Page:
It’s supposed to be the “most wonderful time of the year.” Festive lights and trees are everywhere you look, and cheerful music resounds everywhere you go. Many of us look forward to spending more time with family and friends to celebrate and carry out family traditions.
But the holiday season may not be so holly and jolly for some.
Perhaps you’re dreading the holidays, because this will be the first one you’ll spend alone after a divorce. You may dread the holidays because you’ve recently lost your job. You may be waiting to be blessed with a child as you struggle with infertility. Maybe your partner was recently diagnosed with Alzheimer’s or dementia, and you cling to the goodness of the past.
For many, the word “grief” is often associated with death. But if you’re going through difficult circumstances in your life, you too may be experiencing grief.
Grief isn’t always about death
“What sometimes we don’t realize is that grief isn’t always associated with death; loss can come in many forms and death just happens to be one of them,” said Jerimya Fox, a licensed professional counselor and a doctor of behavioral health at Banner Behavioral Health Hospital in Scottsdale, AZ. “Regardless of the loss you’ve experienced, your grief is real, and it often brings feelings that are confusing. You may ask yourself, ‘why am I having these types of feelings or thoughts?’”
Some of the most common reactions to loss are:
- Feelings of loneliness or isolation
- Difficulty concentrating
- Guilt or remorse
- Anxiety and fear
- Loss of control
- Feeling tired or generally exhausted
Grief can become overwhelming, particularly during the holidays. It may seem to even amplify it. When you’re experiencing loss or feel any of the above, it’s important to remember that these are normal reactions to grieving.
“Grief is unique to the individual who experiences it,” Dr. Fox said. “It’s critical that you are patient with yourself as the recovery process can differ from person to person and situation to situation.”
If you’re searching for some guidance as to how you can best navigate your grief during the holidays, Dr. Fox shared a few recommended strategies that can help you cope.
Acknowledge your grief
The holidays can be stressful, even in the best of times, but it can be especially demanding if you’re navigating loss. Don’t put on a “brave face” or feel like you have to be or act a certain way. If you feel sad, allow yourself to cry. If you’re angry, allow yourself to vent.
“Feeling your grief is critical to the process, however painful it may be,” Dr. Fox said. “By opening up, you will be better able to work through the changes you’re going through.”
It’s often good to take time to relax and be with yourself in situations of loss but not to isolate and not go out at all. If you need some time alone, honor that need. If you crave the company of others, reach out to family and friends. Do what feels right in the moment.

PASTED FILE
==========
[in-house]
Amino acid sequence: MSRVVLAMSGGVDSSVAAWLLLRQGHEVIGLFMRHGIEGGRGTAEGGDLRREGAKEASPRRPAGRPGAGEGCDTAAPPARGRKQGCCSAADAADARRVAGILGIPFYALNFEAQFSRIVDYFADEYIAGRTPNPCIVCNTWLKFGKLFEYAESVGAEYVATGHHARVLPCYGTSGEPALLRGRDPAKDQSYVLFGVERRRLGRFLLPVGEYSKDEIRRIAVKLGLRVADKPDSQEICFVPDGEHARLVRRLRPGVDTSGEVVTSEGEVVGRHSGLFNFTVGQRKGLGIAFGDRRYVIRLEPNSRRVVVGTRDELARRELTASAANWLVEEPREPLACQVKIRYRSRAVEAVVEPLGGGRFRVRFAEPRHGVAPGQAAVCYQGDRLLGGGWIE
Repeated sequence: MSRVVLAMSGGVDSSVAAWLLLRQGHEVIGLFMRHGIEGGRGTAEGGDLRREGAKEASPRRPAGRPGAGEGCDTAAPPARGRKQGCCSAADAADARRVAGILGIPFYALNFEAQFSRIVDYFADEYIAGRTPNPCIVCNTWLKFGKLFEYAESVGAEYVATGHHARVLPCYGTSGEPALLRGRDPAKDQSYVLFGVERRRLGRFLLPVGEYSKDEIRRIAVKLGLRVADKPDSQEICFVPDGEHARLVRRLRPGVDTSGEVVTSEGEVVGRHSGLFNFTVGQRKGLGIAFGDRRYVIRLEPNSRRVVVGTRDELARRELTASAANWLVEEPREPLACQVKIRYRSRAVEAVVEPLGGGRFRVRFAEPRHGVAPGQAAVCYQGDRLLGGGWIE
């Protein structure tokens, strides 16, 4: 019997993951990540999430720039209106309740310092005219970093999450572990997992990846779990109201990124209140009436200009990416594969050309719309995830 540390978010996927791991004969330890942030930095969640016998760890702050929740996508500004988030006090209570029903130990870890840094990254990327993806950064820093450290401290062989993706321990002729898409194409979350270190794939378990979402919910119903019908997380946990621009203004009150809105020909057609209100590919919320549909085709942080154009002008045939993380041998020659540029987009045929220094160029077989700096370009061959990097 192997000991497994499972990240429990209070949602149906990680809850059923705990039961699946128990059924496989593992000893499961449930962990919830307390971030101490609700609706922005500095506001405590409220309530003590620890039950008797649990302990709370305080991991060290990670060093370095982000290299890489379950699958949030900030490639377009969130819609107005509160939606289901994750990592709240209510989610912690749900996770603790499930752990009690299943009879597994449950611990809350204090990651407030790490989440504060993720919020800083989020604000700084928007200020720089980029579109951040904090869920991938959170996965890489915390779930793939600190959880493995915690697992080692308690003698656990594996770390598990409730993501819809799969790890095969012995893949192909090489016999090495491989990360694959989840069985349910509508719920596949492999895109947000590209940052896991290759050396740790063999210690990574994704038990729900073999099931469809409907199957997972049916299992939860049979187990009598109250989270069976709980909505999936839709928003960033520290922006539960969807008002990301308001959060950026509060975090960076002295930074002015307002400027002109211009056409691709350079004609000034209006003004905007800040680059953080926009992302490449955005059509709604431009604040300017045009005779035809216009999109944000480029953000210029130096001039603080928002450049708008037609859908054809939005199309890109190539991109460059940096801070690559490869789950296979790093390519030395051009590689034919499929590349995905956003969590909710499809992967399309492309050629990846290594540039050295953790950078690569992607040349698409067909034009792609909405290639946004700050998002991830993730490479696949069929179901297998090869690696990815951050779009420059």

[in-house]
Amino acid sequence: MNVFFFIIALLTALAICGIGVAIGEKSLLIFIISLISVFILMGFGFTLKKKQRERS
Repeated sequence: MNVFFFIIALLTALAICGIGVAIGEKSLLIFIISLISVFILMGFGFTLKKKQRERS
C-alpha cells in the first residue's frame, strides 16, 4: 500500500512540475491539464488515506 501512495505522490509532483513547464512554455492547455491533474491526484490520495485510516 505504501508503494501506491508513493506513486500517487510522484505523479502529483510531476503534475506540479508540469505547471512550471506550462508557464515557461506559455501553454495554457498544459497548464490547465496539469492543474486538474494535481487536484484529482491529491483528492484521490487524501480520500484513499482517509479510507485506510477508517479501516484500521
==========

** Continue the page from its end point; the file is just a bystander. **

Start a new tradition
Not being able to share in holiday traditions and rituals of years’ past can make the season much harder to bear. While change can be hard, explore creating new traditions or opportunities to make new positive memories. Maybe it’s volunteering your time at a nursing home or shelter or baking a new cookie recipe. Any of these things can help you through your grief process.
Put yourself at the top of your list
The holidays are often a time where many people throw healthy eating and even proper sleep out the window, but it’s important to take care of your mind and body during the holidays and give them proper care and support.
“Grief can take a toll on your body, energy and strength,” Dr. Fox said.
Pay attention to the foods you’re eating and make sure you are getting plenty of rest and relaxation. Exercise regularly, read a good book and get outside and enjoy nature.
Give yourself some grace
The journey through grief isn’t linear—it has no definitive finish line. Allow yourself time and space to recover your way and give yourself room to feel your feelings. You’ll have some good days and not so good days. Give yourself space for your feelings to ebb and flow. If you’re in need of a hug or a good listener, don’t hesitate to reach out with a trusted friend or family member.
Ask for help
If daily functioning (i.e., work, routines, family life) is interrupted due to your grief or loss, reach out to your health care provider or a licensed behavioral health specialist. Don’t suffer alone. A trained professional can help you deal with your grief in a productive manner.
Contrary to popular belief, grief is a good thing. It’s a healing process that can help you cope with and recover from emotional change.
“Learning to accept and cope with that emotional damage allows us to better navigate life and go through pain moving forward,” Dr. Fox said. “Not to say that it’ll make life easier, but it can equip you to cope with other life stressors in a much easier way.”
If you don’t face your grief, you may ultimately intensify or prolong your suffering. If you’re struggling, don’t hesitate to reach out to your health care provider or a licensed behavioral health specialist.
To find a Banner Behavioral Health specialist near you, visit bannerhealth.com.
- 8 Ways to Take Care of Your Spiritual Health
- Navigating Grief After a Sudden Death
- How to Put Yourself First This Holiday Season